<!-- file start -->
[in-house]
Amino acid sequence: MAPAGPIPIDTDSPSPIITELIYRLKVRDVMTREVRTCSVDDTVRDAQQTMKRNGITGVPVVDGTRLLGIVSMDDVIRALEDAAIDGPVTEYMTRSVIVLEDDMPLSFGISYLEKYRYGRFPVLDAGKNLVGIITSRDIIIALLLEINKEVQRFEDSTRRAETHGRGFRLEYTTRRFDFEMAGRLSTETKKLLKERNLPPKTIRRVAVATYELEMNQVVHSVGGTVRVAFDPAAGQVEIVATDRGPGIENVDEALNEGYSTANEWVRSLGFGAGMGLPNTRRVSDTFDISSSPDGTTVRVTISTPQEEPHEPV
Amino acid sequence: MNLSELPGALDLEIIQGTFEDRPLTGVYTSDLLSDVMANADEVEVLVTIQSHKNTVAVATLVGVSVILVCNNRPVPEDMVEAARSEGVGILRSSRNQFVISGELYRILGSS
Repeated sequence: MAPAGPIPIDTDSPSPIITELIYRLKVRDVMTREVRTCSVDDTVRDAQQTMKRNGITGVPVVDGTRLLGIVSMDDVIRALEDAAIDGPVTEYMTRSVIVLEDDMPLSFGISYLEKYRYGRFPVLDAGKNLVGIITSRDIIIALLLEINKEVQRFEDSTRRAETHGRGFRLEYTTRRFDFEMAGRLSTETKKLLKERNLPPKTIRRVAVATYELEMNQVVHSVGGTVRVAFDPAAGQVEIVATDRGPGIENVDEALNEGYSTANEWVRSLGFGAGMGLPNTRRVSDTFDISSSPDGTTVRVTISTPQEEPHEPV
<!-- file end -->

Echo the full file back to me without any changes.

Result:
[in-house]
Amino acid sequence: MAPAGPIPIDTDSPSPIITELIYRLKVRDVMTREVRTCSVDDTVRDAQQTMKRNGITGVPVVDGTRLLGIVSMDDVIRALEDAAIDGPVTEYMTRSVIVLEDDMPLSFGISYLEKYRYGRFPVLDAGKNLVGIITSRDIIIALLLEINKEVQRFEDSTRRAETHGRGFRLEYTTRRFDFEMAGRLSTETKKLLKERNLPPKTIRRVAVATYELEMNQVVHSVGGTVRVAFDPAAGQVEIVATDRGPGIENVDEALNEGYSTANEWVRSLGFGAGMGLPNTRRVSDTFDISSSPDGTTVRVTISTPQEEPHEPV
Amino acid sequence: MNLSELPGALDLEIIQGTFEDRPLTGVYTSDLLSDVMANADEVEVLVTIQSHKNTVAVATLVGVSVILVCNNRPVPEDMVEAARSEGVGILRSSRNQFVISGELYRILGSS
Repeated sequence: MAPAGPIPIDTDSPSPIITELIYRLKVRDVMTREVRTCSVDDTVRDAQQTMKRNGITGVPVVDGTRLLGIVSMDDVIRALEDAAIDGPVTEYMTRSVIVLEDDMPLSFGISYLEKYRYGRFPVLDAGKNLVGIITSRDIIIALLLEINKEVQRFEDSTRRAETHGRGFRLEYTTRRFDFEMAGRLSTETKKLLKERNLPPKTIRRVAVATYELEMNQVVHSVGGTVRVAFDPAAGQVEIVATDRGPGIENVDEALNEGYSTANEWVRSLGFGAGMGLPNTRRVSDTFDISSSPDGTTVRVTISTPQEEPHEPV